If much of the earlier discussion seemed to deal with two or perhaps three species, it may be because the taxonomy of the genus is poorly understood. Only 2 of about 150 species of Castanopsis are found in North America. These two are distinct from their Asian relatives, and systematists have created a new genus for them, Chrysolepis (4,10). The American species have a floral morphology that is intermediate to Castanopsis and Lithocarpus, and it represents the ancient condition of the family Fagaceae. The new scientific names for the American species, with the older names in parentheses, are Chrysolepis chrysophylla (Dougl.) Hjelmqvist (Castanopsis chrysophylla (Dougl.) A. DC.) for giant chinkapin and Chrysolepis sempervirens (Kell.) Hjelmqvist (Castanopsis sempervirens Dudl.) for evergreen chinkapin.

The uniqueness of the two species at the genus level does not imply a simple relationship between them. The ranges of the shrub form of giant chinkapin and of evergreen chinkapin overlap from northern coastal California into the Cascade Range of Oregon. The two species probably hybridize where they coexist (8). An apparently continuous intergradation of characters can be found in the Cascades in southern Oregon and in the Siskiyou Mountains.

The two growth forms of giant chinkapin are probably not the result of plastic phenotypic response to site conditions, although they may be in portions of the species range. In the northern Coast Ranges of California, the tree form occupies relatively moist conditions; the shrub form grows on dry, sterile ridgetops in chapparal communities. In the central part of the Cascades of Oregon, the pattern is reversed-the tree form is found primarily in relatively open and dry ridgetop forest communities, and the shrub form is spread through the more mesic forest stands. Only the shrub form is found at high elevations in the Cascade Range.

This variation is due to the probable existence of at least three ecotypes of giant chinkapin: a dry-site chaparral shrub ecotype of southwestern Oregon and northwestern California that probably matches the taxonomic category of Castanopsis chrysophylla var. minor Benth; a high-elevation ecotype adapted to heavy snowpack, cool temperatures, and short growing seasons found along the Oregon Cascades and in eastern Oregon; and a tree form that occurs in forest stands at lower elevations. The latter ecotype seems well adapted to dry, relatively infertile sites but can and does do well in more mesic conditions that have a history of disturbance by fire.

Literature Cited

  1. Conard, S. G., and W. H. Emmingham. 1984. Herbicides for forest brush control in southwestern Oregon. Forest Research Laboratory Special Publication 6. College of Forestry, Oregon State University, Corvallis.
  2. Conard, S. G., and W. H. Emmingham. 1984. Herbicides for clump and stem treatment of weed trees and shrubs in Oregon and Washington. Forest Research Laboratory Special Publication 9. College of Forestry, Oregon State University, Corvallis.
  3. Eyre, F. H., ed. 1980. Forest cover types of the United States and Canada. Society of American Foresters, Washington, DC. 148 p.
  4. Forman, L. L. 1966. Generic delimitation in the Castaneoideae (Fagaceae). Kew Bulletin 18:421-426.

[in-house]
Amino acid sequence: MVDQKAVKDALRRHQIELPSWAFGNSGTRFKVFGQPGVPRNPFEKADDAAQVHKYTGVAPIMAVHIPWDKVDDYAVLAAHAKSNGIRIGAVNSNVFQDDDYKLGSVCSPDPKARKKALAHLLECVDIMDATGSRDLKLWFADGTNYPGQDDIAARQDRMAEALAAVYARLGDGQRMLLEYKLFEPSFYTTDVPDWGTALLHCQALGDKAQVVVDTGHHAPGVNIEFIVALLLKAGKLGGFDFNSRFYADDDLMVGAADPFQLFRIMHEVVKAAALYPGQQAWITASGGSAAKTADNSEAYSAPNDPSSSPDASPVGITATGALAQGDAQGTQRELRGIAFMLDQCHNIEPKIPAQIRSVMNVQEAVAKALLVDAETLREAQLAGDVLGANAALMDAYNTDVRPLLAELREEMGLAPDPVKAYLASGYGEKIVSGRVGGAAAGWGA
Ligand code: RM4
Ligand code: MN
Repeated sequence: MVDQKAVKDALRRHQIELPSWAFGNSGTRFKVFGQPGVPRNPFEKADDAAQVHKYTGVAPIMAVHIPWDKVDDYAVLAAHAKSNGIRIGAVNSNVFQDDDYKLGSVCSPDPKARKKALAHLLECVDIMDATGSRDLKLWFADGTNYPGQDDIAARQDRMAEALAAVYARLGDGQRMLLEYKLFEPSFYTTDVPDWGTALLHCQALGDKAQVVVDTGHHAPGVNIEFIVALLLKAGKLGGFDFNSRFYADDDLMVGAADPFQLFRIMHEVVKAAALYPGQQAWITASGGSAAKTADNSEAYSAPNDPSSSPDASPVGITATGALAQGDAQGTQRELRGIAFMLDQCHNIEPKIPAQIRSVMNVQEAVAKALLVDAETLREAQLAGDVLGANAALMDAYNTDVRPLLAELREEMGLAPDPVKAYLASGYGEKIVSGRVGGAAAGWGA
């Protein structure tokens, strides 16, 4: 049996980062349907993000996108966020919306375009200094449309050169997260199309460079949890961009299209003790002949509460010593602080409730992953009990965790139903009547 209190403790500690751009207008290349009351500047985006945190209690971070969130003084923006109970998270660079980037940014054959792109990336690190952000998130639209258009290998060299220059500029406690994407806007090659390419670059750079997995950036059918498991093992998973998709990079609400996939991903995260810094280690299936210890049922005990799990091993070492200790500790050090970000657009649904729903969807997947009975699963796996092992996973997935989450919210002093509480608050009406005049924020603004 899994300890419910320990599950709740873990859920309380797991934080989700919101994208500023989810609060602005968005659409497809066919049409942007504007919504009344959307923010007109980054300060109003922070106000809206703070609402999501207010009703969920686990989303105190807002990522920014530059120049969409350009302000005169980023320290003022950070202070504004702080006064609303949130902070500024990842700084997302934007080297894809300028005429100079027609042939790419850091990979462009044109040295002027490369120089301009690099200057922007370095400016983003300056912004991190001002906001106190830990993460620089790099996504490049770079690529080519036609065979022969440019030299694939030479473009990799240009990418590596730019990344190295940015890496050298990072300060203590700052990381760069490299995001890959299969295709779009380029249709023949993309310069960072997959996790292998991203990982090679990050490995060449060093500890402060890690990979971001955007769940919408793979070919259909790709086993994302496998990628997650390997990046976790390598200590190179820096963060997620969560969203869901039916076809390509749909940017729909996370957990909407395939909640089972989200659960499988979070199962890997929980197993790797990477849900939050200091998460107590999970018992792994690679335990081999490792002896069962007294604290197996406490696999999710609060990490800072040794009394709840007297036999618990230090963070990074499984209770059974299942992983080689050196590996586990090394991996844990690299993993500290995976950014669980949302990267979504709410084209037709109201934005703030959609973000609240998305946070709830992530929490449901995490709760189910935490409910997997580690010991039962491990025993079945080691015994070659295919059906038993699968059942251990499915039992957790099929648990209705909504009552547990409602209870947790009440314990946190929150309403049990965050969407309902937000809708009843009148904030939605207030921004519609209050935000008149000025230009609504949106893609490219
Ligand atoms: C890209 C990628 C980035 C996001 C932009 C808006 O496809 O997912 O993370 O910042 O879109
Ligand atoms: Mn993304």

5. Franklin, J. F., and C. T. Dyrness. 1973. Natural vegetation of Oregon and Washington. USDA Forest Service, General Technical Report PNW-8. Pacific Northwest Forest and Range Experiment Station, Portland, OR. 417 p.
  6. Furniss, R. L., and V. M. Carolin. 1977. Western forest insects. U.S. Department of Agriculture, Miscellaneous Publication 1339. Washington, DC. 654 p.
  7. Gratkowski, H. 1978. Herbicides for shrub and weed tree control in western Oregon. USDA Forest Service, General Technical Report PNW-77. Pacific Northwest Forest and Range Experiment Station, Portland, OR. 48 p.
  8. Griffin, J. R., and W. B. Critchfield. 1972. The distribution of forest trees in California. USDA Forest Service, Research Paper PSW-82. Pacific Southwest Forest and Range Experiment Station, Berkeley, CA. 114 p.
  9. Hepting, George H. 1971. Diseases of forest and shade trees of the United States. U.S. Department of Agriculture, Agriculture Handbook 386. Washington, DC. 658 p.
  10. Hjelmqvist, H. 1948. Studies on the floral morphology and phylogeny of the Amentiferae. Botanical Notes Supplement 2(l), 171 p.
  11. Hubbard, R. L. 1974. Castanopsis (D. Don) Spach, chinkapin. In Seeds of woody plants in the United States. p. 276-277. C. S. Schopmeyer, tech. coord. U.S. Department of Agriculture, Agriculture Handbook 450. Washington, DC.
  12. Keeler-Wolf, T. 1988. The role of Chrysolepis chrysophylla (Fagaceae) in the Pseudotsuga-hardwood forest of the Klamath Mountains of California. Madroño 35 (4):285-308.
  13. Kruckeberg, A. R. 1980. Golden chinquapin (Chrysolepsis chrysophylla) in Washington State: A species at the northern limits of its range. Northwest Science 54:9-16.
  14. Little, E. L., Jr. 1971. Atlas of United States trees. Vol. 1. Conifers and important hardwoods. U.S. Department of Agriculture, Miscellaneous Publication 1146. Washington, DC. 200 p.
  15. McDonald, P., D. Minore, and T. Atzet. 1983. Southwestern Oregon-Northern California hardwoods. In: R. Burns, tech. comp., Silvicultural systems for the major forest types of the United States. U.S. Department of Agriculture, Agriculture Handbook 445. Washington, DC. 191 p.
  16. Resch, H., and S. Huang. 1965. Properties and drying procedures for chinquapin in California. California Forest Products Laboratory Number 40. Berkeley, CA. 8 p.
  17. Zobel, D. B., A. McKee, G. M. Hawk, and C. T. Dyrness. 1976. Relationships of environment to composition, structure and diversity of forest communities of the central western Cascades of Oregon. Ecological Monographs 46:135-156.